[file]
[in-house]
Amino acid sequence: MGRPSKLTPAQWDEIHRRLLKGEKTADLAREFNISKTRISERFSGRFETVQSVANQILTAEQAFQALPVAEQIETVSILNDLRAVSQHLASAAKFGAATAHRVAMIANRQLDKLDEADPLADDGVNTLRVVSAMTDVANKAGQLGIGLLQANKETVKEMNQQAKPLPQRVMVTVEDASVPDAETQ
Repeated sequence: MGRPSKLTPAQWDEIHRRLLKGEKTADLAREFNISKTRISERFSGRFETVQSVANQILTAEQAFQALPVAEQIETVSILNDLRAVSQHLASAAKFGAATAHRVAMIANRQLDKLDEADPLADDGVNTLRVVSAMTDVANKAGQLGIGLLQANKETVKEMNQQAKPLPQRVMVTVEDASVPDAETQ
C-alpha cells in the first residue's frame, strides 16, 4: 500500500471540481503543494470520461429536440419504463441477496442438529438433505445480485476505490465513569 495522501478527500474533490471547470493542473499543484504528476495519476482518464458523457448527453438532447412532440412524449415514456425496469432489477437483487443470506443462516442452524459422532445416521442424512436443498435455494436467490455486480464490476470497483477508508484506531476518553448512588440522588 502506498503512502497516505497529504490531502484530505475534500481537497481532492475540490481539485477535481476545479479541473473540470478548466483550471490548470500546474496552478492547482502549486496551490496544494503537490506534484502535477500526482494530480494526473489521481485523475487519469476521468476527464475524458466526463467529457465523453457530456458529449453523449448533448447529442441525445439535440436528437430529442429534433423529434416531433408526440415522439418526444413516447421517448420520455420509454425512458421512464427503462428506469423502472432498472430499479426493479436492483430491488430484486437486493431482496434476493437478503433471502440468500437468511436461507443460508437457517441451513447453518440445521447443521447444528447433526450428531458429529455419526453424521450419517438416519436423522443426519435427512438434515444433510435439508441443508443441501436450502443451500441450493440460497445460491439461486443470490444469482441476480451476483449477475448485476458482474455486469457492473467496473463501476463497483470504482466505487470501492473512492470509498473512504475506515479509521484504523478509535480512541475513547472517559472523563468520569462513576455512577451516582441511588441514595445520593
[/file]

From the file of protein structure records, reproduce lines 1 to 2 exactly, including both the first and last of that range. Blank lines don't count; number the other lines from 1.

[in-house]
Amino acid sequence: MGRPSKLTPAQWDEIHRRLLKGEKTADLAREFNISKTRISERFSGRFETVQSVANQILTAEQAFQALPVAEQIETVSILNDLRAVSQHLASAAKFGAATAHRVAMIANRQLDKLDEADPLADDGVNTLRVVSAMTDVANKAGQLGIGLLQANKETVKEMNQQAKPLPQRVMVTVEDASVPDAETQ